In search of wonder, a family heads north for the solar eclipse

We’re minutes away from a total solar eclipse, and I’m scribbling in my green notebook, trying to record my impressions of a family trip in search of wonder, a once-in-a-generation celestial event. So rare and special that Sylvester is missing a day of fifth grade. 

I tell myself that he’s being schooled in the science of the cosmos, the movement of planets. You can’t learn that in a classroom. Actually, you can, and he did already. (We have the artwork.) But here we are, sprawled out on a town common in Waterbury, Vermont, along with dozens of other eclipse watchers, counting down to the magic moment.

Why We Wrote This

Our reporter Simon Montlake, like many parents, wanted his son to experience the wonder of a total solar eclipse. As so often happens with parenting, the one left most in awe by the celestial event was not the fifth grader.

Sylvester peers into my lap. “Will you be able to write in the dark?” he asks. 

Sure, I tell him. But when the eclipse happens, I can’t. Words fail me. Or I fail them. Only afterward do I pick up my pen. But nothing will measure up to the majesty of the light that we see and the vertiginous sensation of day becoming not-night, not-day. It lasts less than three minutes. Three head-spinning, heart-stopping minutes.

“I can’t wait for it to go dark,” says Sylvester. He wiggles in his camp chair, and I look over at my son. His dark hair flops over a pair of protective eclipse glasses as he angles his head toward the waning afternoon sun.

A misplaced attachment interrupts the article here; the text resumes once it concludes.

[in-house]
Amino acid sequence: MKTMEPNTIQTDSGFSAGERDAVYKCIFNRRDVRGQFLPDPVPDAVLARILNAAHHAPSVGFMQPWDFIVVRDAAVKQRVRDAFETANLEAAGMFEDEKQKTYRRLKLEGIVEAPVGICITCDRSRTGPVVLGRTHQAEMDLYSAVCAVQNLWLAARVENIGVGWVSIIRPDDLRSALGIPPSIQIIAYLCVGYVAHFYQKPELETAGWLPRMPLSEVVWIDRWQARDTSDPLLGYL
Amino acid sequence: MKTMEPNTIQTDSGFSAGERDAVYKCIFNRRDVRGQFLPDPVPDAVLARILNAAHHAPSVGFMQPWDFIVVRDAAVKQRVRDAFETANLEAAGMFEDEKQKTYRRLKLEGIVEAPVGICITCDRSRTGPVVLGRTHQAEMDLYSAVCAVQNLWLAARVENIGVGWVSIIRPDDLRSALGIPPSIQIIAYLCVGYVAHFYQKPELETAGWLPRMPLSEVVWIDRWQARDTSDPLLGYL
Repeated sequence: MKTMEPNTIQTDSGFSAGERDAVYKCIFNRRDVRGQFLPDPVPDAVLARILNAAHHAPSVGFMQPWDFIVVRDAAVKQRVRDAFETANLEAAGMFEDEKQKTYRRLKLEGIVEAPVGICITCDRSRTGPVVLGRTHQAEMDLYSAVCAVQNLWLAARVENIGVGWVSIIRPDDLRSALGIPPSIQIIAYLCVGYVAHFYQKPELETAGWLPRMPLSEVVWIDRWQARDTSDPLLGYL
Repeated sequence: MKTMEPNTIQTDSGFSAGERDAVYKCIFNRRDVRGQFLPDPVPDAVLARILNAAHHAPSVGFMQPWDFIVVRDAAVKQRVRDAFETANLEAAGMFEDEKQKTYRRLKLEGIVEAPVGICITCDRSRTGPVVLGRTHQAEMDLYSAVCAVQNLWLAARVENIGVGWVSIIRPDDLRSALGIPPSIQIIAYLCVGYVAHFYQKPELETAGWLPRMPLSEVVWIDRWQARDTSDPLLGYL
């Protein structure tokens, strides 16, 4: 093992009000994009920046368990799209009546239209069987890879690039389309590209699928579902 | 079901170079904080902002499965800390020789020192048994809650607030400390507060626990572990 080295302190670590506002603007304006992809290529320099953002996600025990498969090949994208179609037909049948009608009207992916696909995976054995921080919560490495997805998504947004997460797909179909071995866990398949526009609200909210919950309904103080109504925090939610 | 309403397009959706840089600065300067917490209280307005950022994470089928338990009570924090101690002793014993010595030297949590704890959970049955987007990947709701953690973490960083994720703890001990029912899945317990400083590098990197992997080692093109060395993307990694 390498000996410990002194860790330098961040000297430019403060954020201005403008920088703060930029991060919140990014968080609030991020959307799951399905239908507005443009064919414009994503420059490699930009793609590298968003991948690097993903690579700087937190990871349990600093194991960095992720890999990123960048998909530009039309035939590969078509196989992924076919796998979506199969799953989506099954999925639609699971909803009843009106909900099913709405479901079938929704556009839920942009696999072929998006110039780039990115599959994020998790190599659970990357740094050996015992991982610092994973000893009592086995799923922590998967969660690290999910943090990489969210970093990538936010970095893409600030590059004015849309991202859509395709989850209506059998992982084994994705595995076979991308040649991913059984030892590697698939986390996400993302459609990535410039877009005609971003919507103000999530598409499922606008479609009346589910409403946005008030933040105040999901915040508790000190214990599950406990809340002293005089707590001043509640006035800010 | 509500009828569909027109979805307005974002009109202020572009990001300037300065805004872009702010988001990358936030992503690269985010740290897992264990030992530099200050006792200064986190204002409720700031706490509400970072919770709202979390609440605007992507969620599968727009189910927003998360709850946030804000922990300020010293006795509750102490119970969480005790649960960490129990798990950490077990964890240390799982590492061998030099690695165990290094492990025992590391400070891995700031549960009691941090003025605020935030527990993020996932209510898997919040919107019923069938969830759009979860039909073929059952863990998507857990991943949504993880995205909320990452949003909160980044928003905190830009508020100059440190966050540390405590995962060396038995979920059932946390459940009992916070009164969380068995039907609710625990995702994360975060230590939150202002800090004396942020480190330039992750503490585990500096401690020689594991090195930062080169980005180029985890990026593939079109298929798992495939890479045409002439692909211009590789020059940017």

We’re minutes away from a total solar eclipse, and I’m scribbling in my green notebook, trying to record my impressions of a family trip in search of wonder, a once-in-a-generation celestial event. So rare and special that Sylvester is missing a day of fifth grade. 

I tell myself that he’s being schooled in the science of the cosmos, the movement of planets. You can’t learn that in a classroom. Actually, you can, and he did already. (We have the artwork.) But here we are, sprawled out on a town common in Waterbury, Vermont, along with dozens of other eclipse-watchers, counting down to the magic moment. And we’re not the only ones skipping school. Friends have gone even further north to St. Johnsbury, which is smack-dab in the path of totality. And we unexpectedly run into another family we know from Cambridge, Massachusetts, on the common. 

Why We Wrote This

Our reporter Simon Montlake, like many parents, wanted his son to experience the wonder of a total solar eclipse. As so often happens with parenting, the one left most in awe by the celestial event was not the fifth grader.

Sylvester peers into my lap. “Will you be able to write in the dark?” he asks. 

Sure, I tell him. But when the eclipse happens, I can’t. Words fail me. Or I fail them. Only afterward do I pick up my pen. But nothing will measure up to the majesty of the light that we see and the vertiginous sensation of day becoming not-night, not-day. It lasts less than three minutes. Three head-spinning, heart-stopping minutes. 

As the crowd whoops and wows its appreciation at the spectacle, Sylvester turns to me again, his brown eyes no longer hidden by dark plastic panes. “The moon is covering the sun! Take a photo of it, Dad.” 


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